‘I’ve fallen in love with someone that happens to be a woman, but for me, I’m Lucy’: Double Paralympic medallist Lucy Shuker chats life on and off the court
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Lucy Shuker is a Paralympic Wheelchair Tennis Player with a career best ranking of World No.5 in Singles and World No.3 in Doubles. A Double Paralympic medallist, Lucy is also a former World Doubles Champion, four time Wimbledon Double’s Finalist, multiple World Team Cup medallist and National Champion, with over 100 career titles to her name.
Currently on the LTA’s World Class Wheelchair Tennis Performance Programme, Lucy started playing Wheelchair Tennis in 2002 following a motorbike accident. She has since gone on to represent Great Britain at three successive Paralympics: Beijing 2008, London 2012 and Rio 2016, twice winning Bronze in the women’s doubles.
But, Lucy’s success isn’t solely on the tennis court, off court she speaks of her great happiness too. With the month of June marking Pride across the globe, Lucy chatted to BBC Sound’s LGBT Sport Podcast about her life off court, acknowledging how acceptance has led to happiness.
Speaking about her sexuality, Lucy commented: ‘Publicly I don’t shout about it and I don’t like to put a label on me. I’ve fallen in love with someone that happens to be a woman, but for me, I’m just Lucy. I don’t necessarily feel that people have to be stuck in a label. My performances on the court are not because of my sexuality. People who know me, know me as Lucy and the fact that my partner’s a female is just how it is. I think everyone who gets to know me just accepts me for who I am.’
‘When I was growing up I had boyfriends, so it’s one of those things where you start to have feelings and when you first fall in love with somebody who’s of the same sex, you’re sometimes battling with that within yourself. I remember going to my brother’s wedding and thinking I could be robbing parents of this day if I was to be in a relationship with a woman, but obviously there are same sex marriages too. To me, I’m happy with who I am and who I’m in love with. If I need to be labelled as gay I’m happy to be labelled as that.’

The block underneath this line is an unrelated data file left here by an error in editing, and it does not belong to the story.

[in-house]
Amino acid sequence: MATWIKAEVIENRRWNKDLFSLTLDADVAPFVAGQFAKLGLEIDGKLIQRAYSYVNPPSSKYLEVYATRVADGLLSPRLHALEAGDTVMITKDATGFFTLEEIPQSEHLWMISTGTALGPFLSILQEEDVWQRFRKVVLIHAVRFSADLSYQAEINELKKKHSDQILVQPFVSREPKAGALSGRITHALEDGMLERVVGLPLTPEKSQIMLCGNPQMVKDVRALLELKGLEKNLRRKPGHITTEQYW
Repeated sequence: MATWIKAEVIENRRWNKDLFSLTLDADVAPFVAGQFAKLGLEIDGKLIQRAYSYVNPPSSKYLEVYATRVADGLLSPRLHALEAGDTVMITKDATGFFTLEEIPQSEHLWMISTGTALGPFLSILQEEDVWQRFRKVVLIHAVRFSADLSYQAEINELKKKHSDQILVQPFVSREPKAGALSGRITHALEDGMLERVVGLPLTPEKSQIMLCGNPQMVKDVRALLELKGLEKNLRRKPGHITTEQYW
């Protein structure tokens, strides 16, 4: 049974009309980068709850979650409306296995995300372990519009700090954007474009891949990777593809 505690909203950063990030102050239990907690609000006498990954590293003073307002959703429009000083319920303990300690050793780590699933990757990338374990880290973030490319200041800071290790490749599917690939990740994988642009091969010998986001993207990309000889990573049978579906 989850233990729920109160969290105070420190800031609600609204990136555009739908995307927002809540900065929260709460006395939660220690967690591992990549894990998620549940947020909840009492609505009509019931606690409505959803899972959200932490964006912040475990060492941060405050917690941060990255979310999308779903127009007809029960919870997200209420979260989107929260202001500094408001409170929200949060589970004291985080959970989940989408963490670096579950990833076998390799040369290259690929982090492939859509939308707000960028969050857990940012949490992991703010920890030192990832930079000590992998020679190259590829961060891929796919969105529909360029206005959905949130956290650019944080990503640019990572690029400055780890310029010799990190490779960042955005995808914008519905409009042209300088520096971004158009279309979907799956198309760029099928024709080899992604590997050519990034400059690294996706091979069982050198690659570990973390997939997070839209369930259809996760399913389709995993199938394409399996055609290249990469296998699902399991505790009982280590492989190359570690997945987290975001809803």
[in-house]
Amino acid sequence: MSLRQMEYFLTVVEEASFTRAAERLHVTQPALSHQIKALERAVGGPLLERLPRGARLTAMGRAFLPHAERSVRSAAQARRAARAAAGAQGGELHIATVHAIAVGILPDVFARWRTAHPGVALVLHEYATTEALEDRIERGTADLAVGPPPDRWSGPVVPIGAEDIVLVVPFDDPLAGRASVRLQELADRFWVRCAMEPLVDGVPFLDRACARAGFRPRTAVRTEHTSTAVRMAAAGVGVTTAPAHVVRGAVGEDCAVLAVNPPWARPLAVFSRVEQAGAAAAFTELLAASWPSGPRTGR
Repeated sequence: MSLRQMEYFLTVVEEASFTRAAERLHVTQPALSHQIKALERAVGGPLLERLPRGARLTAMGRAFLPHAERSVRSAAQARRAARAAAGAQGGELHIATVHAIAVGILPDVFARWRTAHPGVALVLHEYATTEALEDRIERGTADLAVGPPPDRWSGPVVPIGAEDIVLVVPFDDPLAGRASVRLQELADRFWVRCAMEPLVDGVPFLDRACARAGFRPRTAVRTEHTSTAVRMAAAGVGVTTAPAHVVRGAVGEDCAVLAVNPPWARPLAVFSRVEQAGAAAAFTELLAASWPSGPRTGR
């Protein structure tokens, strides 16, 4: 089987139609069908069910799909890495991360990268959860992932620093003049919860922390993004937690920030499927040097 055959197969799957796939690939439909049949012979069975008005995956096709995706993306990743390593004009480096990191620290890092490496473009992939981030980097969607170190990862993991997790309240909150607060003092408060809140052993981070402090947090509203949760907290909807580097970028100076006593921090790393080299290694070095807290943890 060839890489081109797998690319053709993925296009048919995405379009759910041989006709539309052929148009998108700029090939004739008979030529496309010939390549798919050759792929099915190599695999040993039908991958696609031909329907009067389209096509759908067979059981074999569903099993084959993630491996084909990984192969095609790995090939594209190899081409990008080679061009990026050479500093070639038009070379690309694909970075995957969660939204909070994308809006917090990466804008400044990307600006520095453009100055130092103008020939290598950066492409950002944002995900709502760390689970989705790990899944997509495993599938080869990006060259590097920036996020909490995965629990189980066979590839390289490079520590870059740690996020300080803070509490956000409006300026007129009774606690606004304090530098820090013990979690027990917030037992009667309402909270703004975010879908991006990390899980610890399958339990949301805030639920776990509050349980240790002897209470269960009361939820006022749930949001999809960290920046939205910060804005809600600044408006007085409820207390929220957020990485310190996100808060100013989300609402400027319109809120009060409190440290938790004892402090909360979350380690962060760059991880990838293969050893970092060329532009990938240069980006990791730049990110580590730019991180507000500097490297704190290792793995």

‘For my parents, when I had my accident, they got to meet a lot of my friends they potentially wouldn’t have met before. I had friends who were going through transition and my nana actually met them and then they suddenly realised that just because someone might look a little bit more masculine, that actually they had the biggest of hearts and the gentlest of natures. They actually accepted my sexuality far easier at that point. So, in some ways my accident was a blessing.’
With life off the court in good shape, Lucy touched on life on the court, talking about the impact of Covid-19 on tournaments and training.
‘It’s a really strange time (at the moment). Tennis is different to other sports as we compete in 20-25 tournaments a year and there are Grand Slams too, so you want to peak at different times, not just at the Paralympics. It’s actually given me an extra year to work on my game as there are some areas I want to improve. I’ve got another year to work hard and to be better and let’s see what I can do in that year.
And on her success to date…?
‘I think when people remind me and you suddenly take a step back and look back at what I’ve achieved, you kind of sit there and go ‘yeah, I’ve done alright’. For someone who broke their back and who’s pretty high-level disability, having beaten girls that can walk, for me I’ve really pushed the boundaries and proven some people wrong. I still would love to win a Grand Slam. That’s something I think that any tennis player would love to win. Whether I achieve it or not, I’m still working hard.’
‘And then taking a step back and helping other people and supporting them when they’ve had a life-changing accident, or seeing new children getting involved in wheelchair tennis and seeing the joy on their face. I love giving back and seeing that. So the achievements I’ve got and the titles I’ve won and the Paralympic medals, I’m just as proud in helping get somebody else into the sport.’
Lucy has recently been announced as the LTA’s National School Sport Champion – working closely with the LTA and Youth Sport Trust to use her voice and public profile to reinforce the importance of physical education and school sport to young people and communities.